Remember when money wasn’t really backed by money and the cost of real estate really wasn’t backed by it’s worth on the market? Remember when unemployment rates jumped upward pensions disappeared and so many homes were lost due to the housing bubble? We are heading back in that direction.

The White House today made moves to make things easier on the banks by opening the door to remove the regulations of Dodd-Frank. Trump’s signing of an executive order today to lift the same regulations that were put in place after the 2008 financial crises, means the reins put in place to protect consumers, will be gone.

The Dodd-Frank legislation forced banks to take steps to insure they held more capital that they took in and had to prove that each year by submitting to “stress tests” to insure they could withstand another economic crises.

“We expect to be cutting out a lot of Dodd-Frank,” Trump said, …” because, Frankly, I have so many people, friends of mine, that had nice businesses, they just can’t borrow money.” The move he made today will make it easier for some to borrow, just like it did when homes were bought that families couldn’t pay for – property that was not backed by collateral or proper credit.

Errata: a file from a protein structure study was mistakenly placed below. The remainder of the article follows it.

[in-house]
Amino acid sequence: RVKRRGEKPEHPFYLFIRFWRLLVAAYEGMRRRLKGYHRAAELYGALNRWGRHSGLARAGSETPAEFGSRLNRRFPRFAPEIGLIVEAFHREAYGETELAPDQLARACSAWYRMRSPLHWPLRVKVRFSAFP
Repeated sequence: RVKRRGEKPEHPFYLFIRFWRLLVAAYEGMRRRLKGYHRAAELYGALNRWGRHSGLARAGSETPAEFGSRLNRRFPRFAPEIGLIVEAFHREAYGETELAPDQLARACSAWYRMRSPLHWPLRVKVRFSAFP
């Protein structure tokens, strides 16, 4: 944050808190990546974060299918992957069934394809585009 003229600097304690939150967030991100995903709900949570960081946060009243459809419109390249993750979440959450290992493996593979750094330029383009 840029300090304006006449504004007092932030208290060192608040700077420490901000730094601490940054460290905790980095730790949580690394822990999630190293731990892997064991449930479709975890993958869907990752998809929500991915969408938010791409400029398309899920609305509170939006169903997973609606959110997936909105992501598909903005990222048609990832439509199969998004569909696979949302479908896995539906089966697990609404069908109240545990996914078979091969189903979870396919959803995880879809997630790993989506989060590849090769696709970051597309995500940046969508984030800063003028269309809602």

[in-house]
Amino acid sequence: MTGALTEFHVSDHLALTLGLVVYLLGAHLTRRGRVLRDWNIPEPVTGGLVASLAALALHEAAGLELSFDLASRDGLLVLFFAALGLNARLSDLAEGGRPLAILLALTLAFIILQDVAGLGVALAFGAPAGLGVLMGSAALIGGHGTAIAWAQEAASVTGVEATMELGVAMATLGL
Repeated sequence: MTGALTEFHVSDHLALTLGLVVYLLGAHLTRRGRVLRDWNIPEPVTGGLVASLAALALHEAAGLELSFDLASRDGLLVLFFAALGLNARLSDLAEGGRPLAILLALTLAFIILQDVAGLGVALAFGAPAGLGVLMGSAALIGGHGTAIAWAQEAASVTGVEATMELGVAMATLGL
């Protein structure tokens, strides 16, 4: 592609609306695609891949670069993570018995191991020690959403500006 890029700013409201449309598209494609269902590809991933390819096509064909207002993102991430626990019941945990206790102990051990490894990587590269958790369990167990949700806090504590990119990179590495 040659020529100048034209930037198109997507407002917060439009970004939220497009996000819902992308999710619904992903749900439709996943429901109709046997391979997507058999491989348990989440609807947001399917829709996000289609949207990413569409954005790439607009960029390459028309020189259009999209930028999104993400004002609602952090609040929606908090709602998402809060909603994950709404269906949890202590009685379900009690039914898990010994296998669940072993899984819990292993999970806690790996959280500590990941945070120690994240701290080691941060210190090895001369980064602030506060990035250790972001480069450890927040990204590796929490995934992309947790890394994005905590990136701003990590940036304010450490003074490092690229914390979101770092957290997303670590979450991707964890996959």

Trump also made a separate signing that delays the Labor Department rules that requires financial professionals to put their clients’ interests ahead of their own.

“The order comes as the fate of the rule is also being weighed in the courts,” the Washington Post reported. Major business groups, including the Chamber of Commerce, are challenging the rule.

While Trump’s order does not mention Dodd-Frank, it does direct the Treasury Secretary to report back in 120 days regarding what rules will promote or inhibit his administration’s priorities. The Washington Post article also states the several high-profile CEO’s including Larry Fink of the investment firm Blackrock, were present at the meeting.

The Post’s story further quoted Trump as saying, ‘“Larry’s got a lot of my money and I have to tell you, he got me great returns,” Trump said to laughs in the room.”’

Sen. Elizabeth Warren tweeted, “After literally standing next to the Wall St. CEOs, @realDonaldTrump made it easier for investment advisors to cheat you out of your savings.”

Some regulations in Dodd-Frank cannot be changed by Trump’s orders, but the changes his administration can make should have a momentous effect on bank business models. Trump’s order could also affect the Consumer Protection Bureau, an agency that have cracked down on big banks and kept them from misleading consumers.